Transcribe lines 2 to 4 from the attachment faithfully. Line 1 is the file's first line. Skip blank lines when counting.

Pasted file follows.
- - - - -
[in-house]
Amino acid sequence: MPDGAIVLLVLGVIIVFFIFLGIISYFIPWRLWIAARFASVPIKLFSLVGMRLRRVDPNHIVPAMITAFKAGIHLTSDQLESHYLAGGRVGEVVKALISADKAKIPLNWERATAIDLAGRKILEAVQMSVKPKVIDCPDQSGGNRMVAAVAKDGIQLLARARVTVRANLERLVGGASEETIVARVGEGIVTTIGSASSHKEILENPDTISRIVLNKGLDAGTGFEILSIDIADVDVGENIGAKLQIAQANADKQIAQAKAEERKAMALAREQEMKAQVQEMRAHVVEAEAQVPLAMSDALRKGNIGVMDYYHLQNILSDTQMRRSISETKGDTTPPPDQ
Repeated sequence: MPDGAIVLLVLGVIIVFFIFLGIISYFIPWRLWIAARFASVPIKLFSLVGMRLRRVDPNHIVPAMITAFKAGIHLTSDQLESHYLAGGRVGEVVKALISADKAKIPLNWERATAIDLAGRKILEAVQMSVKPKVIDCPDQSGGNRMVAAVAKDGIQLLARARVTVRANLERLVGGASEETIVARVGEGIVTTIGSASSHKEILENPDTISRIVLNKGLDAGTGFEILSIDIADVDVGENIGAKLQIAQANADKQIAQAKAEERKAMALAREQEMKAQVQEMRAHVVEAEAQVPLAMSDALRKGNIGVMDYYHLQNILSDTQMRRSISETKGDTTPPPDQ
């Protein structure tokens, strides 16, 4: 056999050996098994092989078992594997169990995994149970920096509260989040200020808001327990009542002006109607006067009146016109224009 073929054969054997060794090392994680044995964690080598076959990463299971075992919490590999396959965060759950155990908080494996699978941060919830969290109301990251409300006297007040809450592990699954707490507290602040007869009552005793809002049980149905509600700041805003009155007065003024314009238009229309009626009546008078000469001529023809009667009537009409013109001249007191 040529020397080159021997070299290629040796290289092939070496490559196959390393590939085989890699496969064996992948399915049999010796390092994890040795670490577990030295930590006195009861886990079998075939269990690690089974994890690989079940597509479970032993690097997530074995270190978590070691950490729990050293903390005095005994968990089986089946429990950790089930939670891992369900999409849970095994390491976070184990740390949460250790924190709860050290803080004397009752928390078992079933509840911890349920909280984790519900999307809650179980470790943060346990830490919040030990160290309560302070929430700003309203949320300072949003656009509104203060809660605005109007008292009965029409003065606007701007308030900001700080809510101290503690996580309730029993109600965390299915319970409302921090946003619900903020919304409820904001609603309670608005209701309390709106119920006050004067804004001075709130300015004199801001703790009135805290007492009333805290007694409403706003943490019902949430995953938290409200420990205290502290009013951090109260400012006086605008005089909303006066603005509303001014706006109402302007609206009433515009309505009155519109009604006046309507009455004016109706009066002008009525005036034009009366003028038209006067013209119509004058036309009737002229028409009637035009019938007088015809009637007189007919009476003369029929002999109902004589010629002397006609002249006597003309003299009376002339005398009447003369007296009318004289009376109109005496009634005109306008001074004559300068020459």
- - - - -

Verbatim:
Amino acid sequence: MPDGAIVLLVLGVIIVFFIFLGIISYFIPWRLWIAARFASVPIKLFSLVGMRLRRVDPNHIVPAMITAFKAGIHLTSDQLESHYLAGGRVGEVVKALISADKAKIPLNWERATAIDLAGRKILEAVQMSVKPKVIDCPDQSGGNRMVAAVAKDGIQLLARARVTVRANLERLVGGASEETIVARVGEGIVTTIGSASSHKEILENPDTISRIVLNKGLDAGTGFEILSIDIADVDVGENIGAKLQIAQANADKQIAQAKAEERKAMALAREQEMKAQVQEMRAHVVEAEAQVPLAMSDALRKGNIGVMDYYHLQNILSDTQMRRSISETKGDTTPPPDQ
Repeated sequence: MPDGAIVLLVLGVIIVFFIFLGIISYFIPWRLWIAARFASVPIKLFSLVGMRLRRVDPNHIVPAMITAFKAGIHLTSDQLESHYLAGGRVGEVVKALISADKAKIPLNWERATAIDLAGRKILEAVQMSVKPKVIDCPDQSGGNRMVAAVAKDGIQLLARARVTVRANLERLVGGASEETIVARVGEGIVTTIGSASSHKEILENPDTISRIVLNKGLDAGTGFEILSIDIADVDVGENIGAKLQIAQANADKQIAQAKAEERKAMALAREQEMKAQVQEMRAHVVEAEAQVPLAMSDALRKGNIGVMDYYHLQNILSDTQMRRSISETKGDTTPPPDQ
């Protein structure tokens, strides 16, 4: 056999050996098994092989078992594997169990995994149970920096509260989040200020808001327990009542002006109607006067009146016109224009 073929054969054997060794090392994680044995964690080598076959990463299971075992919490590999396959965060759950155990908080494996699978941060919830969290109301990251409300006297007040809450592990699954707490507290602040007869009552005793809002049980149905509600700041805003009155007065003024314009238009229309009626009546008078000469001529023809009667009537009409013109001249007191 040529020397080159021997070299290629040796290289092939070496490559196959390393590939085989890699496969064996992948399915049999010796390092994890040795670490577990030295930590006195009861886990079998075939269990690690089974994890690989079940597509479970032993690097997530074995270190978590070691950490729990050293903390005095005994968990089986089946429990950790089930939670891992369900999409849970095994390491976070184990740390949460250790924190709860050290803080004397009752928390078992079933509840911890349920909280984790519900999307809650179980470790943060346990830490919040030990160290309560302070929430700003309203949320300072949003656009509104203060809660605005109007008292009965029409003065606007701007308030900001700080809510101290503690996580309730029993109600965390299915319970409302921090946003619900903020919304409820904001609603309670608005209701309390709106119920006050004067804004001075709130300015004199801001703790009135805290007492009333805290007694409403706003943490019902949430995953938290409200420990205290502290009013951090109260400012006086605008005089909303006066603005509303001014706006109402302007609206009433515009309505009155519109009604006046309507009455004016109706009066002008009525005036034009009366003028038209006067013209119509004058036309009737002229028409009637035009019938007088015809009637007189007919009476003369029929002999109902004589010629002397006609002249006597003309003299009376002339005398009447003369007296009318004289009376109109005496009634005109306008001074004559300068020459």